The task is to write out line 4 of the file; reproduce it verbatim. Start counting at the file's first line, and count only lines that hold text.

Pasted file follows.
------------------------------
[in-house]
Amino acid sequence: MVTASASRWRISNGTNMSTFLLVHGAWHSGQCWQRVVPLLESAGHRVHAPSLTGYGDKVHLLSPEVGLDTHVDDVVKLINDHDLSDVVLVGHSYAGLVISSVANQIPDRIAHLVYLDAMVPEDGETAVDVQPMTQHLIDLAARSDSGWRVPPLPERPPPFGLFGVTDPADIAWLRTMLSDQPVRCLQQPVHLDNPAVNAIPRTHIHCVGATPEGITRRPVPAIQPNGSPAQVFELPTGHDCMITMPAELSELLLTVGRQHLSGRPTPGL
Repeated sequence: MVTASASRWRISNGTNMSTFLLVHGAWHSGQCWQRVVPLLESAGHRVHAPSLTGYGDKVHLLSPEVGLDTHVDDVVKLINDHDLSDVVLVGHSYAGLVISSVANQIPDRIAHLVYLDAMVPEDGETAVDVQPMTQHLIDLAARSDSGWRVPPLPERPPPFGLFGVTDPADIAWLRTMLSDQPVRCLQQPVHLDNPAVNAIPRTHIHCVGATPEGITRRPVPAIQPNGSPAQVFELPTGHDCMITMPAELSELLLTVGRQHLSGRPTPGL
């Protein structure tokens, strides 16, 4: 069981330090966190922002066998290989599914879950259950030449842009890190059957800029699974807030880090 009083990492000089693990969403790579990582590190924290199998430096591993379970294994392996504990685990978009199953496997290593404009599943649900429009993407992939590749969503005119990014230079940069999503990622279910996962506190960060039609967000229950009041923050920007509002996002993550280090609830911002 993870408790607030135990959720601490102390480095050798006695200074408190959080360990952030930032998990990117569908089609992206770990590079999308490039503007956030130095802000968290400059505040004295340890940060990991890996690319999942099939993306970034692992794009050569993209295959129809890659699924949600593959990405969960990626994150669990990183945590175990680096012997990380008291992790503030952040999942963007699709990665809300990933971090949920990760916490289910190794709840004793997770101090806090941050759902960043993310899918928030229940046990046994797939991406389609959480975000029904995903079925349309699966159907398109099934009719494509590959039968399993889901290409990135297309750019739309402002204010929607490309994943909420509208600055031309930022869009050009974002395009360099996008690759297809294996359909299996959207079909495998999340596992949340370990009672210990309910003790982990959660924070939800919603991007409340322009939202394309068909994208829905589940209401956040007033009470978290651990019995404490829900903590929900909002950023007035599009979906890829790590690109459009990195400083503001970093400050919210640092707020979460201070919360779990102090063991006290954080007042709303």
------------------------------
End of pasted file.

């Protein structure tokens, strides 16, 4: 069981330090966190922002066998290989599914879950259950030449842009890190059957800029699974807030880090 009083990492000089693990969403790579990582590190924290199998430096591993379970294994392996504990685990978009199953496997290593404009599943649900429009993407992939590749969503005119990014230079940069999503990622279910996962506190960060039609967000229950009041923050920007509002996002993550280090609830911002 993870408790607030135990959720601490102390480095050798006695200074408190959080360990952030930032998990990117569908089609992206770990590079999308490039503007956030130095802000968290400059505040004295340890940060990991890996690319999942099939993306970034692992794009050569993209295959129809890659699924949600593959990405969960990626994150669990990183945590175990680096012997990380008291992790503030952040999942963007699709990665809300990933971090949920990760916490289910190794709840004793997770101090806090941050759902960043993310899918928030229940046990046994797939991406389609959480975000029904995903079925349309699966159907398109099934009719494509590959039968399993889901290409990135297309750019739309402002204010929607490309994943909420509208600055031309930022869009050009974002395009360099996008690759297809294996359909299996959207079909495998999340596992949340370990009672210990309910003790982990959660924070939800919603991007409340322009939202394309068909994208829905589940209401956040007033009470978290651990019995404490829900903590929900909002950023007035599009979906890829790590690109459009990195400083503001970093400050919210640092707020979460201070919360779990102090063991006290954080007042709303």